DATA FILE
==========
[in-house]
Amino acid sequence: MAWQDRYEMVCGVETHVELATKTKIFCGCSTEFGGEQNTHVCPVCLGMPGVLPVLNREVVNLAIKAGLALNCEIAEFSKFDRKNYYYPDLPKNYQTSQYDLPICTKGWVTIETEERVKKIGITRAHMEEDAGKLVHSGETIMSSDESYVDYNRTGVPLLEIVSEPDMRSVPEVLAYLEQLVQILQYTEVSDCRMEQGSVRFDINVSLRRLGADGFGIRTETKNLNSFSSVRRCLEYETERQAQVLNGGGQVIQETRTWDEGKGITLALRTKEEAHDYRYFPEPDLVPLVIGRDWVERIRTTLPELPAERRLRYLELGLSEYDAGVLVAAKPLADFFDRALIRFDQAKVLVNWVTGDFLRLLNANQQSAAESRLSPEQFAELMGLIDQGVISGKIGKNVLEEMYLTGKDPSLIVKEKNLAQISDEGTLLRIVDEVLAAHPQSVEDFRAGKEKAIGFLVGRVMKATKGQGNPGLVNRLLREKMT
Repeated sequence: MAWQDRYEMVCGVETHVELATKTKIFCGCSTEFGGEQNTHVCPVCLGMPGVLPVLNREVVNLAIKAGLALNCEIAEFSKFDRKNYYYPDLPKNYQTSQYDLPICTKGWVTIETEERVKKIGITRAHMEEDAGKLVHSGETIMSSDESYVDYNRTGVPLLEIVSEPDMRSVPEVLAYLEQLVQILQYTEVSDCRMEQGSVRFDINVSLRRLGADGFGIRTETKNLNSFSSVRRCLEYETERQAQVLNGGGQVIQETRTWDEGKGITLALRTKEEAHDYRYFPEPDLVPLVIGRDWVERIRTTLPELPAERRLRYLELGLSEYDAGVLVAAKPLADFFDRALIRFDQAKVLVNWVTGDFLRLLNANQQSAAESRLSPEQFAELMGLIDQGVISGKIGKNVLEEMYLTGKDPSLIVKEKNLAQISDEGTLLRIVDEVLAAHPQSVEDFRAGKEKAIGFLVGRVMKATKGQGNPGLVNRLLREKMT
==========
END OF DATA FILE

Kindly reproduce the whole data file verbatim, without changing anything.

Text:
[in-house]
Amino acid sequence: MAWQDRYEMVCGVETHVELATKTKIFCGCSTEFGGEQNTHVCPVCLGMPGVLPVLNREVVNLAIKAGLALNCEIAEFSKFDRKNYYYPDLPKNYQTSQYDLPICTKGWVTIETEERVKKIGITRAHMEEDAGKLVHSGETIMSSDESYVDYNRTGVPLLEIVSEPDMRSVPEVLAYLEQLVQILQYTEVSDCRMEQGSVRFDINVSLRRLGADGFGIRTETKNLNSFSSVRRCLEYETERQAQVLNGGGQVIQETRTWDEGKGITLALRTKEEAHDYRYFPEPDLVPLVIGRDWVERIRTTLPELPAERRLRYLELGLSEYDAGVLVAAKPLADFFDRALIRFDQAKVLVNWVTGDFLRLLNANQQSAAESRLSPEQFAELMGLIDQGVISGKIGKNVLEEMYLTGKDPSLIVKEKNLAQISDEGTLLRIVDEVLAAHPQSVEDFRAGKEKAIGFLVGRVMKATKGQGNPGLVNRLLREKMT
Repeated sequence: MAWQDRYEMVCGVETHVELATKTKIFCGCSTEFGGEQNTHVCPVCLGMPGVLPVLNREVVNLAIKAGLALNCEIAEFSKFDRKNYYYPDLPKNYQTSQYDLPICTKGWVTIETEERVKKIGITRAHMEEDAGKLVHSGETIMSSDESYVDYNRTGVPLLEIVSEPDMRSVPEVLAYLEQLVQILQYTEVSDCRMEQGSVRFDINVSLRRLGADGFGIRTETKNLNSFSSVRRCLEYETERQAQVLNGGGQVIQETRTWDEGKGITLALRTKEEAHDYRYFPEPDLVPLVIGRDWVERIRTTLPELPAERRLRYLELGLSEYDAGVLVAAKPLADFFDRALIRFDQAKVLVNWVTGDFLRLLNANQQSAAESRLSPEQFAELMGLIDQGVISGKIGKNVLEEMYLTGKDPSLIVKEKNLAQISDEGTLLRIVDEVLAAHPQSVEDFRAGKEKAIGFLVGRVMKATKGQGNPGLVNRLLREKMT